UFOs return to Sonoma film fest with 9th symposium
Jim Ledwith has been producing his UFO Symposium at the Sonoma Independent Film Festival for nine years. This year it’s Saturday morning, March 30, at 10 a.m. in Andrews Hall.
So what makes this one different? “This year is about disclosure,” he says. “Which we technically had on Dec. 17, 2017.” He’s speaking of the revelation – in the New York Times, no less – that the Pentagon had a secret study called the Advanced Aerospace Threat Identification Program, a “disclosure” that is documented in this year’s symposium feature, “Aliens at the Pentagon.”
The film is narrated by Nick Pope, a former British government investigator who was an inspiration for Fox Mulder in the series “X-Files.” In classic the-truth-is-out-there style, “Aliens at the Pentagon” amasses scraps of unofficial footage mixed with mainstream media, interviews with astonished witnesses, and the exhumation of the Pentagon’s AATIP, a small program that ran from 2007 until 2012.
This is a first-time local screening of “Aliens at the Pentagon,” though it’s available streaming online for a fee. It’s followed by “The Nimitz Encounters,” a briefer documentary about a 2004 encounter between Navy jets from a U.S. Navy aircraft carrier and dozens of Tic-Tac shaped objects for which no rational explanation has been put forward.
Which is not to say there are not explanations, and the panelists that follow are sure to offer a few. Among them is David Beaty, who produced the Nimitz short to recreate the 2004 sighting. “The answers seem to elude everyone, like reflections on the waves. Yet – they are out there,” the narrator intones. Truthfully the film is more software animation than breaking news, and its disclaimers admit that, while based on real events, the film “is not presented as fact.”
Ruben Jose Uriarte, a field investigator of MUFON (Mutual UFO Network), and military aerospace historian Michael Schratt are the other panelists, as well as Ledwith himself; Stephen Basset moderates. They will explore the two films and possible theories for secret government agencies, UFOs and alien encounters, and are open to questions or shared experiences from the audience.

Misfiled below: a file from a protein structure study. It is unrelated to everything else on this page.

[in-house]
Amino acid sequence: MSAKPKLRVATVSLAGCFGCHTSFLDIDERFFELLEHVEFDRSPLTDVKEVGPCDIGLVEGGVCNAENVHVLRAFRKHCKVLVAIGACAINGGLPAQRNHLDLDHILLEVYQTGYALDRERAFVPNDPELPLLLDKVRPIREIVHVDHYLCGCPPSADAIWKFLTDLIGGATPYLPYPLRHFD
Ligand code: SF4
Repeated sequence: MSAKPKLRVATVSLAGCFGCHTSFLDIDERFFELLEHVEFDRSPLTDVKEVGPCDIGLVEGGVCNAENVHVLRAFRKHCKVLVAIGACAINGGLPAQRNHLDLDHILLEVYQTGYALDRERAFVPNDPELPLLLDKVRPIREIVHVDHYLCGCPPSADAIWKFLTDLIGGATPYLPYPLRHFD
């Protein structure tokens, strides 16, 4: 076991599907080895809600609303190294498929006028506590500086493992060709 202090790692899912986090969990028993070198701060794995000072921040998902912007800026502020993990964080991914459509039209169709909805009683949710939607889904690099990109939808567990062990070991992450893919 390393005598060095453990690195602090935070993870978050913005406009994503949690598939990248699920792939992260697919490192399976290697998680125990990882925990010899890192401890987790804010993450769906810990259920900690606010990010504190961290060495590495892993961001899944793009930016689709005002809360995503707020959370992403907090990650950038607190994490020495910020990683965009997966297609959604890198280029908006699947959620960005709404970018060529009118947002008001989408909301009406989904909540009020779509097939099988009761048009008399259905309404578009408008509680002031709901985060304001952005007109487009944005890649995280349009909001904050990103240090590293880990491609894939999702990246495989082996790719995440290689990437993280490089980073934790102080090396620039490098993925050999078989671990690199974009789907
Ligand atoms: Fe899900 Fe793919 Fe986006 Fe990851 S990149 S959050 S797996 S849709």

Ledwith suggests that, since the belief in extraterrestrials is growing, Andrews Hall is likely to be packed – thanks in part to the History Channel’s two popular programs, “Ancient Aliens” and “Project: Bluebook.”
“All of a sudden, people want to talk about it,” he said. “So I believe we’re going to have a major full house; I mean, we’re probably going to be turning people away.”
While the cliché of an “alien encounter” generally produces a tolerant if not skeptical smile, Ledwith himself acknowledges that he has had at least one – the latest five years ago, on Cavedale Road. “That makes me an ‘experiencer,’” he says, using the now-preferred term for one who has met an alien, or possibly paid a half-remembered visit to an alien spacecraft.
UFOs have been reported since the late 1940s – a private pilot reported nine shiny objects zipping past Mt. Rainer in June, 1947, the same month a debris field was located north of Roswell, New Mexico, that many believed at the time to be an alien spacecraft.
Starting in the next decade, alien abduction stories began surfacing with greater frequency, some of them with disturbing tales of probes and experimentation. It’s tempting to dismiss these reports as the result of hyper-active imagination under the influence of motion pictures from “Invaders from Mars” (1954) to “Close Encounters of the Third Kind” (1977) and dozens of others, but psychologists in general don’t find the “abductees” any more paranoid or susceptible to fantasy than the general population.
Over time, it’s probably inevitable that the “aliens are among us” idea caught hold, the latest iteration being a belief in hybrids – half-human, half-alien life forms (which perhaps explains those uncomfortable abduction experiments). Ledwith is one such believer: “We have abductions, we have a hybrid program – or one of the species does – and their possible integration into our society, which is going on right now in my opinion.”
Ledwith said that while “full disclosure” may not come in his lifetime – he’s 73 – he seems dead certain the day will come when alien visitors, hyper-dimensional spacecraft, even hybrids will be widely recognized. He said he’s recognized a few hybrids himself, and they could even be in the audience on Saturday morning.
But they’ll have to wait in line just like everyone else.
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